Archive for category HEK

Scheduled image interruption, weekend of 27 September 2014

Due to some necessary infrastructure upgrades, users of Helioviewer Project clients will experience an interruption in the availability of AIA images, HMI images, and HEK feature and event data, over the weekend of 27-28 September. We apologize for this interruption. Data from all other instruments should update as normal. Normal service with respect to AIA, HMI and the HEK will be restored as soon as possible.

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NEW: Solar features and events from the Heliophysics Event Knowledgebase

The Sun has many different features and events of great scientific interest. It’s useful to be able to catalog those features and measure their properties. By doing so, we can build up more knowledge about the Sun.

The Heliophysics Event Knowledgebase (HEK) is one such catalog. The HEK collects and stores information about many different types of solar feature – active regions, flares, etc, from many different sources around the world. Each solar feature and event can be detected in different ways. Some features and events are detected by people looking at the data, and some are detected by specialized computer vision algorithms.

We’ve taken the information in the HEK and designed a simple interface to allow you to find out what features and events occurred on the Sun at any given time. We’ve organized the information in the HEK by feature/event. You may need to reload helioviewer.org to get the latest version which includes the HEK.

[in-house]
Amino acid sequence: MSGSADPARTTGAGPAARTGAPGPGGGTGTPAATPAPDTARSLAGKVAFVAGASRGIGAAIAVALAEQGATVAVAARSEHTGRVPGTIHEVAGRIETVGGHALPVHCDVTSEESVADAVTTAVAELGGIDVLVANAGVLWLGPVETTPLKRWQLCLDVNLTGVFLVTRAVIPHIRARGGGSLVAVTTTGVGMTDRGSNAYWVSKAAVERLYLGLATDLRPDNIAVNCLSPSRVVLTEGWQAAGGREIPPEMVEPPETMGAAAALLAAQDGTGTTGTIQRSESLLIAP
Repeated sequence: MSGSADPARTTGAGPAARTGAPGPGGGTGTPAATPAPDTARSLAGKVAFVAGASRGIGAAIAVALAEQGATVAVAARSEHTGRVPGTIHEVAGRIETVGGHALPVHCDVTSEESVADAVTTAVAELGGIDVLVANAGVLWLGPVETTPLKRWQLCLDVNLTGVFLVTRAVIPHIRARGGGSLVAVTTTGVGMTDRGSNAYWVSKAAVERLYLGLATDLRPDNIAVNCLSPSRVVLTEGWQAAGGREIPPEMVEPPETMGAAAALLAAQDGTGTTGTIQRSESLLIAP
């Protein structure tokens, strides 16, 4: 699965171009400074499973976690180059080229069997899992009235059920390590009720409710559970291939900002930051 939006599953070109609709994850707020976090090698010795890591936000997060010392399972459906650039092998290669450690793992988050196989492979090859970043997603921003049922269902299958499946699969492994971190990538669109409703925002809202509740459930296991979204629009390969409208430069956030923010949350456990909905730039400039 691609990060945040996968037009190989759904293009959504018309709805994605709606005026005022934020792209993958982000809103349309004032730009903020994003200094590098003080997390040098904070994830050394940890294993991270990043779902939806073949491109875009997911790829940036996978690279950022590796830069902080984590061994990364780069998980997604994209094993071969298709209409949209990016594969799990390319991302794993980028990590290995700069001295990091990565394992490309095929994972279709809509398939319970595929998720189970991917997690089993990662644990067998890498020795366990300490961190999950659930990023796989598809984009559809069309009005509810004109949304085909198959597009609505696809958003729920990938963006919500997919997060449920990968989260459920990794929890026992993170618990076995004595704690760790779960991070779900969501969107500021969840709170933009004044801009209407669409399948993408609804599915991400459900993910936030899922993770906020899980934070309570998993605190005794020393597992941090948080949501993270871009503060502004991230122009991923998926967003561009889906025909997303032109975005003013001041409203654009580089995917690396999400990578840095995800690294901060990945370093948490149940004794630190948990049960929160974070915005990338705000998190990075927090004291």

HV intro: Screenshot from 2013-07-16 10:18:37

The numbers at the end of each line tell you the total number of features/events of each type on the Sun at that time. You can select any combination of features and events you want (green tick marks), or you can select none. If you’ve selected a particular type of feature/event but the text is faded out, this means that there are none of those particular feature/events at the time you’ve requested. If you browse forward and backwards and time and those feature/events are in the HEK, helioviewer.org will display them.

We then break down the total number of features/events by feature recognition method. We do this because different feature recognition methods can give different results for the same feature/event type. You can select any combination of the available feature recognition methods, or you can select none. For example, the active regions on the Sun at this time were detected using two different feature recognition methods:

HV Intro: Screenshot from 2013-07-16 10:19:05

The numbers at the end of each line tell you how many active regions were detected by SPoCA (a computer vision algorithm) and the NOAA SWPC Observer (people looking at the data).

Here’s a typical view of some AIA 304 data with the HEK features and events overplotted.

HV Intro: Screenshot from 2013-07-16 10:29:31

Each of the marker pins corresponds to the feature/event detected by a feature recognition method. Clicking on them pulls up much more information on each individual event. Each of the marker pins also has a small label attached to it with an important piece of information concerning that feature/event. We’ve also extended the movie and screenshot capability so that your selected feature/event markers and labels appear in any movies and screenshots you make.

Finally, in the bottom left-hand corner of the viewer window you’ll see a small image of the Earth. This is the size of the Earth on the same scale as the solar and heliospheric images. This also appears in movies and screenshots of the Sun. Full information on using helioviewer.org can be found by clicking the help link at the bottom of the helioviewer.org webpage.

The HEK is the result of much work by many different people around the world. We are happy to be able to present data from this great solar and heliospheric resource in Helioviewer.org.

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